Nepalis want peace-but at any price? Not if you listen to the people of the war-torn hinterlands. In Dailekh and Kalikot and Jumla, people who have seen family members and neighbours killed either by the Maoists or by state security forces are asking what will be done, in the peace process, to redress these killings.
While in faraway Kathmandu the government announces its negotiating team, the villagers ask whether all the war dead will ever be accounted for. While political parties and the palace jostle for advantage, the Jumlis want to know whether their families will be compensated. "What will happen in cases where civilians were wrongly branded Maoists and killed by the state?" asks a teacher in Haudi. A farmer from Pakha asks if compensation is on the agenda for the peace talks. In Tatopani, a young Maoist cadre asks why human rights organisations have not documented all the violations of the past year: "Will they ever come to find out what has happened?"
These raw questions are not being heard in Kathmandu, which in the past few weeks has been as giddy with bad politics as ever. Now that the Maoists have come above-ground, the media, intellectuals, NGOs and other civil society actors are in a mad rush to kiss and make up, in between attending conflict-resolution talk-shops. At his first press conference, even Baburam Bhattarai became coy when asked about IGP Krishna Mohan Shrestha's death. He preferred, he said, not to dwell on the individuals who had been killed in the war. It would be more constructive to look forward than back, he said.
This would obviously help exonerate his party members from the murders that they have committed. It would also help exonerate the state security forces, which, if made to look back, would have to answer allegations of rape, torture, disappearances, arbitrary detention, and killings of thousands of civilians and unarmed Maoists.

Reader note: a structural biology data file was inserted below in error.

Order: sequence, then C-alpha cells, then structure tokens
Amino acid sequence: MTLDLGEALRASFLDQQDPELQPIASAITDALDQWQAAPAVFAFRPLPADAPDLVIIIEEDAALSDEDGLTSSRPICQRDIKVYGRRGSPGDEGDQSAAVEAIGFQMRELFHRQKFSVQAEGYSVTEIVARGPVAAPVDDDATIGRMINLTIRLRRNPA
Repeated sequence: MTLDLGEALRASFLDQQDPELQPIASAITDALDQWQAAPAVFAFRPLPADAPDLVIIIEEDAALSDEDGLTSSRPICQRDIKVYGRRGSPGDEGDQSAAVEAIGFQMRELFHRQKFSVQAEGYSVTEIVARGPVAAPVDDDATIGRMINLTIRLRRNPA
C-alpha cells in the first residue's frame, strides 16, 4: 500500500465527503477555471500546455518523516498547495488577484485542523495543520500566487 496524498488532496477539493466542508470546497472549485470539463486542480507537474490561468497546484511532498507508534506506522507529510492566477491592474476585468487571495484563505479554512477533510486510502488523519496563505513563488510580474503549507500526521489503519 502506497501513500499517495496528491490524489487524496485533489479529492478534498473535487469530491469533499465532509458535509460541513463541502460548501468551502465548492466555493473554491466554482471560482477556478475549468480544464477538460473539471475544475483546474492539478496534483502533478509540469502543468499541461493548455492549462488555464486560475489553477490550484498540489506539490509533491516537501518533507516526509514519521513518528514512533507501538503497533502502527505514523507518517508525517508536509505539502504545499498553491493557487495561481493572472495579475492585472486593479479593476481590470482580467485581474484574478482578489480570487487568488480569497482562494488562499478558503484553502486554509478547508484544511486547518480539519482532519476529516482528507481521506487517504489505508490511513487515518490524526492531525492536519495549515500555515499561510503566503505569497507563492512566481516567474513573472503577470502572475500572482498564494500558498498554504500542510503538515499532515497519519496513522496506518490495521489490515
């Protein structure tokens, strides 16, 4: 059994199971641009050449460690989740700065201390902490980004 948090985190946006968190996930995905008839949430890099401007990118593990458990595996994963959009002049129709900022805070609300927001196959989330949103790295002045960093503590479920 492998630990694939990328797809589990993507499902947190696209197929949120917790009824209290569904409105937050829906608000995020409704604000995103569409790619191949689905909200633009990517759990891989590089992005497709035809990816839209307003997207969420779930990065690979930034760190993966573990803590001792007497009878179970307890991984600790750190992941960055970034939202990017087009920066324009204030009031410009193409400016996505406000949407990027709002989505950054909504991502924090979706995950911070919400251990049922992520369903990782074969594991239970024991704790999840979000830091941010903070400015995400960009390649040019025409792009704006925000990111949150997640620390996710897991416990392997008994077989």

Do we really want this kind of a "quick-fix" peace? It would be dangerous, say human rights activists. "The trauma of war has to be addressed all the way down to the village level," says Bhogendra Sharma of the rights group, CVICT. "The government must set up a truth and reconciliation commission."
Subodh Pyakurel of INSEC agrees. "The process of truth and reconciliation should begin the day the peace talks begin. At the very minimum, every violation must be documented. Those who committed crimes must take responsibility for them. And those who suffered at their hands must forgive them." The motto 'Forgive, but forget not' motivated the Truth and Reconciliation Commission in South Africa.
International human rights experts point out that achieving truth and reconciliation is a drawn-out, complicated process, especially in countries such as Nepal, with weak justice systems. The push for peace can make people compromise on discovering the truth. "The biggest danger at times like these is that the day they sign the peace agreement, all past violations will be forgotten," says Pyakurel. "Sentimentality will take over. Someone will say, 'Whatever's happened has happened. Now we are united.' From that day on, all the perpetrators of war crimes and of human rights violations will get blanket immunity."
The Mallik Commission report of 1990 stands as an infamous example. That report on government repression during the People's Movement was buried soon after its preparation, an atmosphere of moral compromise tainted all the political parties from the start of the second democratic era.
An Amnesty International report last year cited state-supported intimidation of a young girl allegedly raped in the Chisapani army barracks. If this glaring case could not be countered, who will press for the truth about the 7,000+ dead, and the other casualties of war? "That doubt is well founded," Pyakurel admits. "The human rights community has its weaknesses. Because of our past affiliations, our present political loyalties, the state favours that we depend on, and the relationship between the state, the parties and international partners, we sometimes cannot fulfil our duties."
"I won't say that a truth and reconciliation commission here would be unsuccessful," he concludes. "But it may not be as successful as it should be."